• Anita Cooper

    Great topic Dean. Thanks. I’ve got a measly number of stories done thus far, but looking ahead I can see that organizing them and keeping track will be a problem for me if I don’t work out something now.

    I like your method much better than a stupid spreadsheet. I’ve got my stories on one now, but like you I’d rather not use one.
    In my situation I don’t have an outside office to leave drives at, however I do have a fireproof safe, so now you’ve got me thinking! 😀

  • Ellen O'Connell

    Advice that doesn’t include Dropbox or other cloud storage! Thank you. I always feel a twinge of envy when I read about those who have automatic backups to the cloud, etc. My reason for not doing that has been different that yours, though, Dean. I live in a rural area and only have dial up internet. So USBs are pretty much my only viable way. I keep hoping to get wifi, but I never plan to abandon having backups locally available.

  • Joseph Bradshire

    This is how I do it as well, the back up system. I have a bunch of thumb drives. My internet can be spotty, and sometimes I travel, so it’s local drives for me.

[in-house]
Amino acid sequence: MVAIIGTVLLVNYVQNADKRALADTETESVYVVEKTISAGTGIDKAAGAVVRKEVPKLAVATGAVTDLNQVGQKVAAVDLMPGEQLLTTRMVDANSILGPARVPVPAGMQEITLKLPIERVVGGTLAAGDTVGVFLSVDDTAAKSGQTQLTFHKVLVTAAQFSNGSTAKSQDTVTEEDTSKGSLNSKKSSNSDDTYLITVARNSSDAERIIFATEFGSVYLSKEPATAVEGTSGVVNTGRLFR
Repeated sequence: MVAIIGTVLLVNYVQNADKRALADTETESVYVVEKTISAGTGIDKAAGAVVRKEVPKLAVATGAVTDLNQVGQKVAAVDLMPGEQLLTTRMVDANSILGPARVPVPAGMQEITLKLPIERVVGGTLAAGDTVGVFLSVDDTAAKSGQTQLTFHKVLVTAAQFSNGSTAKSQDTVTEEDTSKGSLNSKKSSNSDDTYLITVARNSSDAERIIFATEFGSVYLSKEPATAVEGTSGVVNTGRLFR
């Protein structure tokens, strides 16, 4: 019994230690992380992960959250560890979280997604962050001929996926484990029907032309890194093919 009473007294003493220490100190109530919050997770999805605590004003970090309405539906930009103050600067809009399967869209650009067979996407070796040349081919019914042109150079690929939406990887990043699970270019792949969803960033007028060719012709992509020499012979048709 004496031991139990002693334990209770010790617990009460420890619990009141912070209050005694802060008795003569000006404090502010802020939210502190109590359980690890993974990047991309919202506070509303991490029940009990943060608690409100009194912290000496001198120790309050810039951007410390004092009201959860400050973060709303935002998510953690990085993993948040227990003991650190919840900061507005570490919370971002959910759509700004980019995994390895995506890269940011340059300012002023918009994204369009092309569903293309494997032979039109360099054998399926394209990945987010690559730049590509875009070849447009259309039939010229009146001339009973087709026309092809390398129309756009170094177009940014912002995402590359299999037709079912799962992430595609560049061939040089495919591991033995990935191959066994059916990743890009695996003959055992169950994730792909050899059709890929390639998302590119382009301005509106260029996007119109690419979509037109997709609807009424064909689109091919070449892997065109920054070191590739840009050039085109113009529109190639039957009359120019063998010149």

I recently lost a hard drive, this weekend, I was back up and running in an hour on my back up laptop. Easy peasy.

  • Raymund Eich

    Then, when done with a writing session, I put in a thumb drive and download the entire “Dean’s Writing” file to the thumb drive.

    That’s right, the entire thing, everything I have written on a computer. (That download takes a little time, so I tend to do it as I head to bed.)

    Dean, something that might save you time with minimal added complexity is to do incremental backups, i.e., copy only files that are new or changed on your hard drive to your thumb drive. Since you use a Mac, the console/terminal should include the rsync command. (If you don’t want to muck around on the command line, if you know a hardcore Mac, Unix, or Linux user, he/she could set it up for you). Available for Mac, there are probably also easier-to-use graphical programs providing a front-end for rsync or other incremental backup algorithms.